In late 2009, I met Craig, to whom I’ve been married for six years, on Match, the online dating site. Encouraged by a friend, I had signed up for Match only a couple of months earlier. The process of creating my profile felt like another opportunity to speak into my own worthiness. I wrote it with honesty and from an energy of knowing myself better than ever. I uploaded photos of me in which I looked content, peaceful, and happy--none of which were professionally taken. I wanted to be seen just as I am: often a little disheveled, rarely wearing makeup, and usually smiling.
 
My love list guided how I described my requirements for the person I wanted to meet on Match. I was specific, direct, and unbending in what I wanted. My approach was different from the general tips offered by dating experts, which usually encourage you to avoid having a mile-long list of must-haves. I ignored the cautions against having lofty, stringent expectations. My mindset was this: I am searching for one man and the clearer I am about who this man is, the more likely I am to find him. I wasn’t interested in dating a lot; I was calling in the one. My specificity resulted in only two suggested matches, and one was Craig.
 
I invited Craig to meet me for coffee, because I immediately saw in his online profile the many ways that he matched my love list; the “headline,” he had written on his profile was, “I Still Want It All.” Over coffee, I learned that “All” meant that Craig wanted the relationship that we all dream of--a best friend, a confidant, a beautiful lover, and a helpmate. I learned that, like me, Craig had been deeply reflective about his first marriage, about what he wanted in this life, and about his path to understanding that who you aspire to attract is equal to who you think you’re worthy of attracting.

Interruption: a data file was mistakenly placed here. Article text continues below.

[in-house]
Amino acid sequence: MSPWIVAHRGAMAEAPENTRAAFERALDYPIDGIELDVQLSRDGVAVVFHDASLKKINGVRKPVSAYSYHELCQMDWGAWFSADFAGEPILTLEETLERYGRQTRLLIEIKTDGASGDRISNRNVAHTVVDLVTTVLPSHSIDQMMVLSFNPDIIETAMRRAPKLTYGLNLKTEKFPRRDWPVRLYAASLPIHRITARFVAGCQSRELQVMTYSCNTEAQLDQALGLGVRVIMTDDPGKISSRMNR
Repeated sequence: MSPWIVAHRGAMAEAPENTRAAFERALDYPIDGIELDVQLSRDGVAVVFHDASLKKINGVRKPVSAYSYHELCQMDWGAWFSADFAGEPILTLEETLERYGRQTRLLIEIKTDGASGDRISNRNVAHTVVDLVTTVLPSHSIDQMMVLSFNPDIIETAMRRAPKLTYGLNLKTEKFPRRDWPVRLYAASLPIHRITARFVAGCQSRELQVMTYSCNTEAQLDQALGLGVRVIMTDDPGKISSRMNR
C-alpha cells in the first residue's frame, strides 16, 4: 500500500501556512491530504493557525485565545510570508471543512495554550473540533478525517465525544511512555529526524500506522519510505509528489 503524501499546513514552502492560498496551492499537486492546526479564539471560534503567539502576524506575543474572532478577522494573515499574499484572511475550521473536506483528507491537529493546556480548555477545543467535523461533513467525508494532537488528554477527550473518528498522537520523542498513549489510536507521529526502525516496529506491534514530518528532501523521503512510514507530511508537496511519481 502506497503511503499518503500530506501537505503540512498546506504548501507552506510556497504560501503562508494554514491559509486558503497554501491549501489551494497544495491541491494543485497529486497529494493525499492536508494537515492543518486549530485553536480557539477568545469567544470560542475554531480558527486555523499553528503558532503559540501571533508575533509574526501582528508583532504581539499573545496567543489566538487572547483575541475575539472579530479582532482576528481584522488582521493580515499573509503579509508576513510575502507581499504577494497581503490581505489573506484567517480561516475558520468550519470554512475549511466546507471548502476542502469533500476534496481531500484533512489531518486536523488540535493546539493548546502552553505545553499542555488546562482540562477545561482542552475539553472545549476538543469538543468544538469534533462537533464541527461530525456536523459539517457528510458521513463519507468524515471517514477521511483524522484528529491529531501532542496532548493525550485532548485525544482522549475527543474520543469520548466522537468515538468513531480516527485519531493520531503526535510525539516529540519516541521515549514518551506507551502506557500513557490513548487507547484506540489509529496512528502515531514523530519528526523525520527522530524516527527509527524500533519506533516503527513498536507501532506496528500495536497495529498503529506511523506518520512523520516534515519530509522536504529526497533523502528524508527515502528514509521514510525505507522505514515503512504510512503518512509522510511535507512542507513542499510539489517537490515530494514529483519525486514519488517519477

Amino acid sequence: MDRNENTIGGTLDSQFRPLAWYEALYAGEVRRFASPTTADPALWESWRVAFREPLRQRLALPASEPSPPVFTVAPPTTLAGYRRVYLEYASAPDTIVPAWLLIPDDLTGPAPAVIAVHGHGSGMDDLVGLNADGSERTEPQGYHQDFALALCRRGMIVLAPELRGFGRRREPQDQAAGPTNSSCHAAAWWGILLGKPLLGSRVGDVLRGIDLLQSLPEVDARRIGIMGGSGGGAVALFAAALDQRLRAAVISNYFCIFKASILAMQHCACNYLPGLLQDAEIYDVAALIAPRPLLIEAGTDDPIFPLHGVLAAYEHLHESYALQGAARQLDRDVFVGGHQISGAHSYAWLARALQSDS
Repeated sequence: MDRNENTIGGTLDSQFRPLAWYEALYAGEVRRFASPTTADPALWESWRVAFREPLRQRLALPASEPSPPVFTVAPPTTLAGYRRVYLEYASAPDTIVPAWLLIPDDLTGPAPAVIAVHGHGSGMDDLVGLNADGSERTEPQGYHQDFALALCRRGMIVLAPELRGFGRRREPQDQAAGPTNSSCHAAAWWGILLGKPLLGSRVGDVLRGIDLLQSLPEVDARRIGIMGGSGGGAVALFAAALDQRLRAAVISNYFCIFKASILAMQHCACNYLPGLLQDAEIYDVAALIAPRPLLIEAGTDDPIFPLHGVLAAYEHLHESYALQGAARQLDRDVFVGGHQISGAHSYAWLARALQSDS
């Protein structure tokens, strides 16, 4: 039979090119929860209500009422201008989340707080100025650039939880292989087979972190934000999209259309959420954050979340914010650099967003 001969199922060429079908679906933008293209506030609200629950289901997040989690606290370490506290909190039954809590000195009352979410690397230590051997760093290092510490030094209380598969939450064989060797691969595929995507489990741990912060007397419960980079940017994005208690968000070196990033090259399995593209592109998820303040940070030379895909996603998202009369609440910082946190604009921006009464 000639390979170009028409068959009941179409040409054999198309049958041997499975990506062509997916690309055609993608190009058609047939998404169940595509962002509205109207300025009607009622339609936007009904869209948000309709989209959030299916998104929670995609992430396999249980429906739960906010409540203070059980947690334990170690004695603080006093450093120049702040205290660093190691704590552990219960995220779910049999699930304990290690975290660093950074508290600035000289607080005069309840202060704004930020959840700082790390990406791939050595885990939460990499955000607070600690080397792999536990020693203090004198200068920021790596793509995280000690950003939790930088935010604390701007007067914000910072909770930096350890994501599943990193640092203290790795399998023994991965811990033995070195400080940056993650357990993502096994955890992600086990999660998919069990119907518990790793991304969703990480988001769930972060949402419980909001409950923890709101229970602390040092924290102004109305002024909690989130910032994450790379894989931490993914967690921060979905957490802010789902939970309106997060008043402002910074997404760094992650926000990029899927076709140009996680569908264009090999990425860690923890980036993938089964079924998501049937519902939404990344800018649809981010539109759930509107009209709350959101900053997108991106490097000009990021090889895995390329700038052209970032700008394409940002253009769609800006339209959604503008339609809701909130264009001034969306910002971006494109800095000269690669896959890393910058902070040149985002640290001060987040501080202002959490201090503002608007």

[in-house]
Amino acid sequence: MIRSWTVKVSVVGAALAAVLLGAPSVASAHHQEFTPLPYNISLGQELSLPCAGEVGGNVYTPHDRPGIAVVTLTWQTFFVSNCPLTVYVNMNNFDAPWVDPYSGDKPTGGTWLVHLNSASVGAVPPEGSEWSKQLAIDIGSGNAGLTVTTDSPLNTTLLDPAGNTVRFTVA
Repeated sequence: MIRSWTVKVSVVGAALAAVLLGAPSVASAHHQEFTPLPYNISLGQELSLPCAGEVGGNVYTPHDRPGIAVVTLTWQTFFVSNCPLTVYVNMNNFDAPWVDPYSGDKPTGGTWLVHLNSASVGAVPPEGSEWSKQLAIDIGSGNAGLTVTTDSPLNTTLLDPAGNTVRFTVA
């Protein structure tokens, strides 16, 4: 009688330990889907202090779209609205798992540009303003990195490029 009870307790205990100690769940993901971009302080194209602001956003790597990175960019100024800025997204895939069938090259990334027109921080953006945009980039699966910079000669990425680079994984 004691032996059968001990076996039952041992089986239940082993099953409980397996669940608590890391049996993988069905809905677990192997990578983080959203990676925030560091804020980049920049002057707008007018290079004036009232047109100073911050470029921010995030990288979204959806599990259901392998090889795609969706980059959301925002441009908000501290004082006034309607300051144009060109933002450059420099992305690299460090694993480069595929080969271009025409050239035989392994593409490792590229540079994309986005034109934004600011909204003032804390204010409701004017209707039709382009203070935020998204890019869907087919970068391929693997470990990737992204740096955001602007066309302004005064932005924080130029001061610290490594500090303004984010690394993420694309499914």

A couple of weeks after our first date, as he was leaving Kentucky for a holiday trip, I gave Craig two things: a copy of the poem, “The Guitarist Tunes Up,” by English poet Frances Crofts Cornford, to express how I felt when he played the guitar and sang for me, and a copy of my love list.
 
I suggested that he save my list to read on the plane. I explained how the list came to be and how I felt he possessed a lot of the characteristics I desired. When Craig landed in California, he immediately called me from the airport to say he’d “scored a 98.”
Months later, Craig proposed to me by singing David Gray’s “Be Mine.” The lyrics spoke to my heart. I felt I was stepping fully into the life I had envisioned when I wrote my list to the universe, with no obstacles keeping me from the life I wanted.
 
Our years together have been a perfect environment for self-growth, self-acceptance, and self-discovery. Attracting Craig, who lives life with vision and optimism as well as compassion and kindness, has been truly magical. He is so much more than my list.
 
My book, Hear Me Universe, is based on my original list to the universe. Each of my 100 desired characteristics is offered one at a time along with the answers to two key questions: “Why did that description make the list?” and, “What did I truly desire when I wrote this item?” I also crafted 100 journaling prompts, one for each item on my love list, to inspire you to get crystal clear on your ideal match. 
 
I’m sharing my story, in hopes that my experience inspires you to align with the desires of your heart. What I know is this: the person you aspire to attract matches your vision of the person you believe you’re worthy of attracting.

Comment